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Welcome to February’s Free Thinking…
This month I’m focusing exclusively on the important subject of our social selves:

Lots of literature has been devoted to social identity in the last few years, probably the most accessible is the ‘Social Animal’ by David Brooks.  He, and others, have reminded us that much of our behaviour and decision making is driven by how we see ourselves in relation to others, where our place is in the social group. 
We can have multiple social identities depending on which group we are identifying with at any one time.  (You might identify as ‘Man Utd fan; diligent worker; fat slob; death metalist; king of the road, and so on…)
In a recent article on social identity, the Harvard Business School make the case for why social identity matters to brands and marketing. 

Their argument is that brands need to understand which social identity we are tuned in to when we are experiencing any given brand. Imagine, they say, our identities are like different radio stations, and in different situations we turn the dial to tune in to the right one for that situation.
Significantly for brands, the article suggests ways to exploit, amplify and create social identity and the behaviours associated with it. Some examples:
Lynx realised that Italian men were watching their TV ads at home with mama and papa in the room, and were in ‘dutiful son’ mode.So, the brand team switched their campaign strategy so that their target market encountered the brand when they were on nights out, and had an altogether different social identity
Jeep has built social identity within its owner group through the ‘tread lightly’ campaign – giving Jeep owners the goal of protecting nature, which has in turn increased appreciation of the brand and driven sales - an example of creating behaviours that lead to stronger social identity...
Unilever understood that it needed to build values around  its target social group in order to grow sales: it launched a low water rinse product in Indonesia, but saw women still using copious amounts of water when washing clothes.

They realised that women were washing in public and were in ‘good mum mode’ (signified by lots of scrubbing and rinsing) so they invested in marketing campaigns which ‘reframed’ what it meant to be a good mum, building social identity around being a smart, savvy homemaker (saving money and time).

Research has an important role in social identity marketing.  Two core methodologies work here:
'Real Time Research’ getting respondents to record their encounters with brands in order to understand which social identity they are experiencing when they are around the brand.  (Apps, bulletin boards and other recording methods come into play here)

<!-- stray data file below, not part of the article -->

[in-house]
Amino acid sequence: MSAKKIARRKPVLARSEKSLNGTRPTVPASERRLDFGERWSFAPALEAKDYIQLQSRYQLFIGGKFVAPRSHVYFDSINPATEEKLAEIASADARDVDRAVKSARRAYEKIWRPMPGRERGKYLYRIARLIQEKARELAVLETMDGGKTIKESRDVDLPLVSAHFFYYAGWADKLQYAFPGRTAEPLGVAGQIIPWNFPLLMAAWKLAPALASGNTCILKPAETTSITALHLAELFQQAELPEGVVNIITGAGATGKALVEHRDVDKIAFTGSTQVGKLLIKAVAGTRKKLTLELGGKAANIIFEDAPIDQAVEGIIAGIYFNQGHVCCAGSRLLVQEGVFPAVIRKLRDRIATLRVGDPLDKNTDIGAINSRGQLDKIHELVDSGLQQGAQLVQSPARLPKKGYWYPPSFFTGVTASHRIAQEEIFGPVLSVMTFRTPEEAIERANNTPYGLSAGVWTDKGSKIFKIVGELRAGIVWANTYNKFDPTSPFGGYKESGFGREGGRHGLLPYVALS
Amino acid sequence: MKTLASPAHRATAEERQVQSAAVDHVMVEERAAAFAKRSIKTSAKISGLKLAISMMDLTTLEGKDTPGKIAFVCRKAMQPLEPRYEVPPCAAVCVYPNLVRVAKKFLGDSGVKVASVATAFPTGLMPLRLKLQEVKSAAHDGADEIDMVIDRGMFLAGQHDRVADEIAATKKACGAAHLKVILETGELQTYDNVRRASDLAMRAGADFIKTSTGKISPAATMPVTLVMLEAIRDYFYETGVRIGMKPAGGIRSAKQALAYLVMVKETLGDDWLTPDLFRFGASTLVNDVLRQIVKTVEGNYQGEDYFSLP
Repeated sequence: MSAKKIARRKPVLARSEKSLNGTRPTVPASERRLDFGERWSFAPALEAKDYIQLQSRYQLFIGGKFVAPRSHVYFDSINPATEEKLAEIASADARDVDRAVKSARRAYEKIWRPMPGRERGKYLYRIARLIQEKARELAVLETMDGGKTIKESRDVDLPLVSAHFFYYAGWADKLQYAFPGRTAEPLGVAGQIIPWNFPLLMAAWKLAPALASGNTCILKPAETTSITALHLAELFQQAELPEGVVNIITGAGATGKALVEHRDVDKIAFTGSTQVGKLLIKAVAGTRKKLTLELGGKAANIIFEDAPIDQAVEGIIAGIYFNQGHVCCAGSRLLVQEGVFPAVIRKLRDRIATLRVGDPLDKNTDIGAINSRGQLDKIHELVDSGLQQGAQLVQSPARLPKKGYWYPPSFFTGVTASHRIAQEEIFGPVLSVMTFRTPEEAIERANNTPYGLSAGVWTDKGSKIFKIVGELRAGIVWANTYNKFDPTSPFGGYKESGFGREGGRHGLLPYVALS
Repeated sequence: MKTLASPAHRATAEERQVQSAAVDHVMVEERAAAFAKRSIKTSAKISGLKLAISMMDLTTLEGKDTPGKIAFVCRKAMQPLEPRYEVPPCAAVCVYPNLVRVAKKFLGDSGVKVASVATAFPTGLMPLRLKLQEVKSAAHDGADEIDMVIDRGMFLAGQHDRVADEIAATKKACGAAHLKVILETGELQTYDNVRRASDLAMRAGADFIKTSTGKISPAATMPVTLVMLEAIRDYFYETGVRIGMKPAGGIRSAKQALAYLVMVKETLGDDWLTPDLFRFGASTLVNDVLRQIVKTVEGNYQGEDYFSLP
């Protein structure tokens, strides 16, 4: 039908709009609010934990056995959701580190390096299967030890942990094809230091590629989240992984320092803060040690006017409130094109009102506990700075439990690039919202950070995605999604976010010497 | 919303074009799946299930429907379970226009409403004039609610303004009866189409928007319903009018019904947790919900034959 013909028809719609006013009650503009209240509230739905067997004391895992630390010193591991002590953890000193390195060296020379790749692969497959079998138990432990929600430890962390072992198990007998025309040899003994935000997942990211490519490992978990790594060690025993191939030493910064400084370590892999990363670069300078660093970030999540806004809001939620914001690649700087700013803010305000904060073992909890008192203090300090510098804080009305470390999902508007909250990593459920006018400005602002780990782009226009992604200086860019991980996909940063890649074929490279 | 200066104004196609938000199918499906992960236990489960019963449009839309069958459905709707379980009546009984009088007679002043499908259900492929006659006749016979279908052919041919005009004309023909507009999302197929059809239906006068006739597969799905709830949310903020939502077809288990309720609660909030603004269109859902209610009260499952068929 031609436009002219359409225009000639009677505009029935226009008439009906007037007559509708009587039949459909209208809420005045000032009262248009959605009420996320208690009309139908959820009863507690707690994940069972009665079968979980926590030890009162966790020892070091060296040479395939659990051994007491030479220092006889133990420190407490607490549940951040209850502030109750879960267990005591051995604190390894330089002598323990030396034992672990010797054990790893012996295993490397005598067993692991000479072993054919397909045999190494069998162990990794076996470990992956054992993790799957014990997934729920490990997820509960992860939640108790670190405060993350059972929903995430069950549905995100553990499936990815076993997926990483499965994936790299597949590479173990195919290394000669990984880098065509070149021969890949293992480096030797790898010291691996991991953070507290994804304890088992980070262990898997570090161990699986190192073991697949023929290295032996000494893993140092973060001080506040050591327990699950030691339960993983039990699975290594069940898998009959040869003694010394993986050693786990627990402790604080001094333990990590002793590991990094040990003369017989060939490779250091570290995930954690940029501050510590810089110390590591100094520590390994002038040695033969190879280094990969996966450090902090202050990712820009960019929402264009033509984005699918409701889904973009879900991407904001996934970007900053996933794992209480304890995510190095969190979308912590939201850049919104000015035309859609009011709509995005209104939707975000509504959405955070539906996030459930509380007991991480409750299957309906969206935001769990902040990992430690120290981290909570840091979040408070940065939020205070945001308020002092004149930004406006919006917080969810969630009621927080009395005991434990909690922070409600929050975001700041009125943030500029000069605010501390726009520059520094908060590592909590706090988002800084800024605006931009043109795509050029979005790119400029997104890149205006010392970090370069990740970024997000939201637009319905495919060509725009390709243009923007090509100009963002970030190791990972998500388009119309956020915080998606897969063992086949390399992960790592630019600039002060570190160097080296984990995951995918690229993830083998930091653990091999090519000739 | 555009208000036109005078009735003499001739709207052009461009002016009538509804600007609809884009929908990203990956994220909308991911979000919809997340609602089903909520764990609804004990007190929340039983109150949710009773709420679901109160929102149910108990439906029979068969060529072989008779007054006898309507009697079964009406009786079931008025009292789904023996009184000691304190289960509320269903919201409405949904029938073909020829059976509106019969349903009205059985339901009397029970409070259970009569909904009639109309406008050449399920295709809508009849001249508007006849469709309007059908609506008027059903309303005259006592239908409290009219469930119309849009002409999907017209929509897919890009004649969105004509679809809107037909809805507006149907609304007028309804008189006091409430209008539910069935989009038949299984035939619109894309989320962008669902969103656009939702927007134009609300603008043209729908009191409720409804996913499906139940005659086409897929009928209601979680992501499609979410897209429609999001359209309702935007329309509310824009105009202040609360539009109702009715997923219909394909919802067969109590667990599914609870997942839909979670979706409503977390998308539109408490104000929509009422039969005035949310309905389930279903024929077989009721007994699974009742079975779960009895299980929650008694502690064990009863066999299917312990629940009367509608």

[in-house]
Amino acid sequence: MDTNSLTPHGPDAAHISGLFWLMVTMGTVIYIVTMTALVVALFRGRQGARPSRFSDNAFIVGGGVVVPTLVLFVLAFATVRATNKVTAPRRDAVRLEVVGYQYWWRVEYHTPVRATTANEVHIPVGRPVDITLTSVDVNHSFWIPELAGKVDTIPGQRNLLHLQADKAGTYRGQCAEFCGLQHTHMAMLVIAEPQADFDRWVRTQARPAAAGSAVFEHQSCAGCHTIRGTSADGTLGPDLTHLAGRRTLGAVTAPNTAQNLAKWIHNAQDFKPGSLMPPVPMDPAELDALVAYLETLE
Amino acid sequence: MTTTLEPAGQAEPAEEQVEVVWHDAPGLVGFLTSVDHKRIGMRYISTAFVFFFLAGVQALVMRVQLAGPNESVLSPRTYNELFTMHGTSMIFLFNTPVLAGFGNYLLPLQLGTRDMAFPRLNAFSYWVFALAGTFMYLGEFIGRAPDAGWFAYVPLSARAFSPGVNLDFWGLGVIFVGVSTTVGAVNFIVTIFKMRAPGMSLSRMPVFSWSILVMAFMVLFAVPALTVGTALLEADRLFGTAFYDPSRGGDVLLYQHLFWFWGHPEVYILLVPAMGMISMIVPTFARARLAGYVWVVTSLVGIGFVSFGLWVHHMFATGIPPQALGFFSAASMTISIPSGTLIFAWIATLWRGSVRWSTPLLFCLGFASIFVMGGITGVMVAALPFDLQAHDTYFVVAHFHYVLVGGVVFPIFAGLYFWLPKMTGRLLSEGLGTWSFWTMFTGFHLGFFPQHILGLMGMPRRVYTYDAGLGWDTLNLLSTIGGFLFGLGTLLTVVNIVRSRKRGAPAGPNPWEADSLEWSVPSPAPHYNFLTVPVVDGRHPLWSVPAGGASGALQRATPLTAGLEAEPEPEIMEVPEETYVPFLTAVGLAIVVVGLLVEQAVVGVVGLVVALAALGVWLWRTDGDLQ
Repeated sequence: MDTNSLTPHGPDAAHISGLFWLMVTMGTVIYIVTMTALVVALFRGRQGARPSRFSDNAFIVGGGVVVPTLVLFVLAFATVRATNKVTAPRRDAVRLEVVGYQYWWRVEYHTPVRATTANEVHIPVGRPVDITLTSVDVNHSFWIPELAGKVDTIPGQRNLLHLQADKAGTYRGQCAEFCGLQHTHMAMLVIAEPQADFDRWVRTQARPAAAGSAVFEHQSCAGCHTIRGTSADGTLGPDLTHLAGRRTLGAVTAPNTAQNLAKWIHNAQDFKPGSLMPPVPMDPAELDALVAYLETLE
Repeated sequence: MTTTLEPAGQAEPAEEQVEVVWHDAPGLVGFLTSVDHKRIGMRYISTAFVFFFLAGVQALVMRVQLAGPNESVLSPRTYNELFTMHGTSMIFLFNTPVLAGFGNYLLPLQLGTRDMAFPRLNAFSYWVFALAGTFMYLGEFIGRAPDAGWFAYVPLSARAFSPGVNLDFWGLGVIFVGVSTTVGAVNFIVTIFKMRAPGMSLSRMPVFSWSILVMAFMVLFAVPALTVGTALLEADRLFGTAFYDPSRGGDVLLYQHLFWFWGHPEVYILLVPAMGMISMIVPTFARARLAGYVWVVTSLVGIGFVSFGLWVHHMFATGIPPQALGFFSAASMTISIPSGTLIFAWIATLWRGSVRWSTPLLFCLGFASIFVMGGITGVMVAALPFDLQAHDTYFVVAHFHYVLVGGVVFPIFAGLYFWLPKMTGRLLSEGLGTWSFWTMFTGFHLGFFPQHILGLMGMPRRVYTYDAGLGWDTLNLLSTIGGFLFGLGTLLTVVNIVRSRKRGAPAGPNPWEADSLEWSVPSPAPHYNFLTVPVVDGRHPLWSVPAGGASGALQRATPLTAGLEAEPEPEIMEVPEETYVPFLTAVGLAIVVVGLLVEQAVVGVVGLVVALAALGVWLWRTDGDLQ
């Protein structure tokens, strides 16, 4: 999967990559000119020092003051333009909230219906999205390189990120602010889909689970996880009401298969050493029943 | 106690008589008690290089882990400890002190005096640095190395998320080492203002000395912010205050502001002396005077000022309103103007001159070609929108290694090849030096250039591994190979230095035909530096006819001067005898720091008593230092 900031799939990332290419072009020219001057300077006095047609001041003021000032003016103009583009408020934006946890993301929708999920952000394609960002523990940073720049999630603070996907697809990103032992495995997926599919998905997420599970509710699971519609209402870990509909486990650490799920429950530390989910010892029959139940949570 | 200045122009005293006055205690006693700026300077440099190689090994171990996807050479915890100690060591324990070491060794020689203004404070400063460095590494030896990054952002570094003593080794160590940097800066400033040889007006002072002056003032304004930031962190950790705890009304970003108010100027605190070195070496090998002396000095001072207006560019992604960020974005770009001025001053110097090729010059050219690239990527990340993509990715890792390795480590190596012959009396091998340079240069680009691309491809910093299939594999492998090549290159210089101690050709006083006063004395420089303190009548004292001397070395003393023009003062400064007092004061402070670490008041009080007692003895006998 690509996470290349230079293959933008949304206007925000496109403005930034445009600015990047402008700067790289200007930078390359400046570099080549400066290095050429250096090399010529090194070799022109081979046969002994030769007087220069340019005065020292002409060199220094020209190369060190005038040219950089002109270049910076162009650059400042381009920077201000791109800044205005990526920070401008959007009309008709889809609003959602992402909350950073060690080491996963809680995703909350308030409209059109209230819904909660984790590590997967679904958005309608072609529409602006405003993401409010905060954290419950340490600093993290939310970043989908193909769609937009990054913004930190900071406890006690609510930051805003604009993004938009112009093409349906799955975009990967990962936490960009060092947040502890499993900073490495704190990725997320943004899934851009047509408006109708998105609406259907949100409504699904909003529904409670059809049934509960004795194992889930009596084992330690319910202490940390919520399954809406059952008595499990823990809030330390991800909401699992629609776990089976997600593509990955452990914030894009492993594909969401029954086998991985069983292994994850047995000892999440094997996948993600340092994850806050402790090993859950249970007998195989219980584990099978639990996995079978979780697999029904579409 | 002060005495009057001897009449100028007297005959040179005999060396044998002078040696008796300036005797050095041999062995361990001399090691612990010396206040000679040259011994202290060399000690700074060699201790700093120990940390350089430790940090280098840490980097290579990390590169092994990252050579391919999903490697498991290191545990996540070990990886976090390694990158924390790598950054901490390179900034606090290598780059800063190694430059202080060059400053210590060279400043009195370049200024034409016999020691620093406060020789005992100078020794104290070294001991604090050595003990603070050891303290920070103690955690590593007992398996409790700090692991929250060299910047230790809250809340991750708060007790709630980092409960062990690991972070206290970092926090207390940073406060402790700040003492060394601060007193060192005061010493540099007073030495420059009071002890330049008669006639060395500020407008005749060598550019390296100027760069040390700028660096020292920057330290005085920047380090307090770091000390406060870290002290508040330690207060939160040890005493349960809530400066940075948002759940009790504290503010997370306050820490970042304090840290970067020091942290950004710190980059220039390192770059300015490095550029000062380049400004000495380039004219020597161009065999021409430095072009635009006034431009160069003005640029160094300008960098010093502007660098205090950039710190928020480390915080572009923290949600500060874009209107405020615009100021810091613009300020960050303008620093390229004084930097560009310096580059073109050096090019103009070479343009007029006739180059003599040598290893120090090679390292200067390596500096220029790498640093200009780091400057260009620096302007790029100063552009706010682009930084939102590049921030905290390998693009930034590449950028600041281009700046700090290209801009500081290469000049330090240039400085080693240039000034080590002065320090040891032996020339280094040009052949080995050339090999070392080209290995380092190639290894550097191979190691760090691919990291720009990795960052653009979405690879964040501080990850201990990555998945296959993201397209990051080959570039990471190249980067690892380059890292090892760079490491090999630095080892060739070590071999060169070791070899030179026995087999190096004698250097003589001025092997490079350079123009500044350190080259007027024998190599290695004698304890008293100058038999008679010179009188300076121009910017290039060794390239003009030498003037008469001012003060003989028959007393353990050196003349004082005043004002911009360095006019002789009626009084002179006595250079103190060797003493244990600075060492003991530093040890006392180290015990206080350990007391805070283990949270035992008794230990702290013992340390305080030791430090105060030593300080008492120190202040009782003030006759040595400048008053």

Identity exploration using evidence based materials to explore and understand in more detail what our identities are, and what it means for brands (good old-fashioned depth and groups, using techniques designed to explore the sub-conscious: archetypes; projective techniques, and so on…)
And beyond this brands need to consider:

How well do I ‘display’ group values?
How should I develop values that the group will aspire to?
How can I create positive group behaviours that will help build my brand?
In the article the team at Harvard also run an experiment showing that you can ‘prime’ people into a new social identity pretty quickly, and therefore build behaviours around a brand. 

This too has implications for research, both positive and negative.  It means you can build a strong identity in a group discussion – great for developing and evolving new product development…

The downside, of course, is that people may be ‘peforming’ in a particular social mode when they are in a focus group, which steers you off course when you are trying to gather insight about how people, think, feel and behave around your brand.

As always, group discussions should be treated with care, they are great for some kinds of insight (how a brand might become) and dodgy when it comes to insight around ‘how we are’… because we are so many things!
February really has been the month of the streetmates, so big thanks, in particular, to
Researchers Ambreen Aziz and Sandra Hand